By Pamela Cole
Atlanta, GA, Dec. 5, 2006
For 19 years, way before it was chic to make & screen films
with gay & lesbian content, IMAGE has sponsored Out on Film,
Atlanta's LGBT film festival. This year marked a few changes for
one of the oldest LGBT festival's in America, including a new venue
at the historic Plaza Theatre in midtown and a new festival director,
Dan Krovich, who was hired just weeks before the festival opened.
"In some ways, it was an advantage," said
Krovich from his IMAGE office where he is busily planning the 31st
Atlanta Film Festival, set for April 2007. "There wasn't any
other choice except to dive in headfirst. Obviously, I would have
liked to have had more time."
said at least half of the program was already set when he was hired
in late September, corralled by former long-time Out on Film Festival
director, Mark Smith, who now lives in Chicago. But Krovich coordinated
with Smith by e-mail about the festival line-up
before arriving in Atlanta. He moved here from Maryland in October,
after being hired for the position of festival director.
The new venue for Out on Film was the historic
Plaza Theatre in midtown Atlanta. On opening night, a big spotlight
was parked out front, announcing the festival across the sky. Festival
goers buzzed in the parking lot waiting for friends on the warm
November evening. It was great to see the newly re-opened Plaza
in the middle of all this activity, but when in the world are they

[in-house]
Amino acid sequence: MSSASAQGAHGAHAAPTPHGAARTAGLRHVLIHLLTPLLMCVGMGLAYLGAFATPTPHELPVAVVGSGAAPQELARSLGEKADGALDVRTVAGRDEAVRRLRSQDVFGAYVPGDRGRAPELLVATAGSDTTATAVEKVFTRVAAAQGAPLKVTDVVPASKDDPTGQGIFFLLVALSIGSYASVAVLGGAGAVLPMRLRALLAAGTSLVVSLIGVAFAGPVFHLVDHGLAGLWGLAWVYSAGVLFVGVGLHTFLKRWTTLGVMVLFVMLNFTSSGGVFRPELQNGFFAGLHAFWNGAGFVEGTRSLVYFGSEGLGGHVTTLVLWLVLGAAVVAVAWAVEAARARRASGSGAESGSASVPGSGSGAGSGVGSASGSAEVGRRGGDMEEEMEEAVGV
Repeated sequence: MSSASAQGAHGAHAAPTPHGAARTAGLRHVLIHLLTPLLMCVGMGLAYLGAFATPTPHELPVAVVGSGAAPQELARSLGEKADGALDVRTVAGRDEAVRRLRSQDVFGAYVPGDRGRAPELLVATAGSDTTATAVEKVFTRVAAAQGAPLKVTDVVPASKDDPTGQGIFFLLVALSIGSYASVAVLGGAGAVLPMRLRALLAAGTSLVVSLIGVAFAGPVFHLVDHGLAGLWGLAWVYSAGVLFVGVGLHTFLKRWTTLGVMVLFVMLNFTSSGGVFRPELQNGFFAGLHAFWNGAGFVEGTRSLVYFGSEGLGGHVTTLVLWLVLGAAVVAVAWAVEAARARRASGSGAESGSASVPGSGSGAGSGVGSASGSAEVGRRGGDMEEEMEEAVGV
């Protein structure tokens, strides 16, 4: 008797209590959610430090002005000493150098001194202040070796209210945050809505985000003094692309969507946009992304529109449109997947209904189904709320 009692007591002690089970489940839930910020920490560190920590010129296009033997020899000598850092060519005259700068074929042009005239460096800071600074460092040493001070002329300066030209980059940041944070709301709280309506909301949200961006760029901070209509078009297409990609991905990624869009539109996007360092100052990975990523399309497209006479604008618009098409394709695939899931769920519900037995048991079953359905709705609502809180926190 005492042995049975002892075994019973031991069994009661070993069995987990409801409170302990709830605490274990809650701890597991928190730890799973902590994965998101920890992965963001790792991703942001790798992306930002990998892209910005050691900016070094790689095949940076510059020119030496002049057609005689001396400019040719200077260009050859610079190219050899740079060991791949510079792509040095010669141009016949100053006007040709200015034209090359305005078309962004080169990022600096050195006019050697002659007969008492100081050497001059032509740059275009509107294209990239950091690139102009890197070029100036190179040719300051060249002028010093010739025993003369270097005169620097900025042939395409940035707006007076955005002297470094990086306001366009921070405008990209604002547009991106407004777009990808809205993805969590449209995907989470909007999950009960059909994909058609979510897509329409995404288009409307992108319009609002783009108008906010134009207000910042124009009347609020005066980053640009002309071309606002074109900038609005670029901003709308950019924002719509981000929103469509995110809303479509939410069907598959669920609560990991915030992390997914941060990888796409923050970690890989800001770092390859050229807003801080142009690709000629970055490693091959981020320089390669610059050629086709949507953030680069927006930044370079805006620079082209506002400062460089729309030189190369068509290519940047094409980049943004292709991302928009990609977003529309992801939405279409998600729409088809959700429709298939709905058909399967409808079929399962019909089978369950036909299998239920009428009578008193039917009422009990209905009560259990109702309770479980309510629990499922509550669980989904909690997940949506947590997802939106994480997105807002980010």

going to replace those seats! I swear, those are the same seats
that I sat in and watched The Jungle Book 40 years
"We had two big screens at the Plaza and
it has a decent parking situation, which isn't always the case in
Atlanta, I've learned," said Krovich approvingly when asked
about the new venue. "It definitely would be considered again
for next year."
The seven-day festival screened over 40 short and
feature films from all around the world. It opened with Puccini
for Beginners, a 2006 Sundance favorite directed by Maria
Maggenti (who also directed lesbian cine-cult, The Incredibly
True Adventure of Two Girls in Love in 1995 -- that film
also screened at this year's Out on Film). Puccini
is a comedy about a lesbian who finds it hard to commit. The film
definitely appeals to lesbians (which might also explain the light
crowd attending this opener -- lesbians are notorious non-spenders).
It was quite a contrast to last year's triumphant overflow opening-night
audience that welcomed a pre-Oscar-nominated Transamerica
and it's director Duncan Tucker to the Landmark Midtown Arts theater
The opening night gift bag this year seemed a bit
heftier than last year (although the bag itself wasn't as nice --
I still use the Sundance tote we got for last year's gift bag).
This year's gift bag included a slew of CDs, the usual flyers, complimentary
condoms, and a tank top announcing a new A&E movie, Wedding
Wars. I guess the gift bag goodies and admission to the
after-party at WetBar were the reason for the $25 ticket price.
There was no director Q&A included after the screening of Puccini,
like last year when Duncan Tucker took a ton of audience questions.
I had the same feeling watching Puccini
as I did watching Quinceañera at this year's
opening of the Atlanta Film Festival (ironically, also a film with
a gay plot). Quinceañera won acclaim at the
2006 Sundance festival as well, but I was unimpressed with the film.
I'm curious about the quality of filmmaking actually being shown
at Sundance if these are two of its best. Speaking at a Sundance
panel, Maggenti revealed that at three screenings of Puccini
before Sundance, "the film was falling flat with audiences"
until they moved the climax of the film to the beginning. The film
still fell flat with me. Oh well
as long as Sundance judges
liked it. Also, the cinematic look purported to have been achieved
by DP Mauricio Rubenstein using the Sony XDCAM was completely lost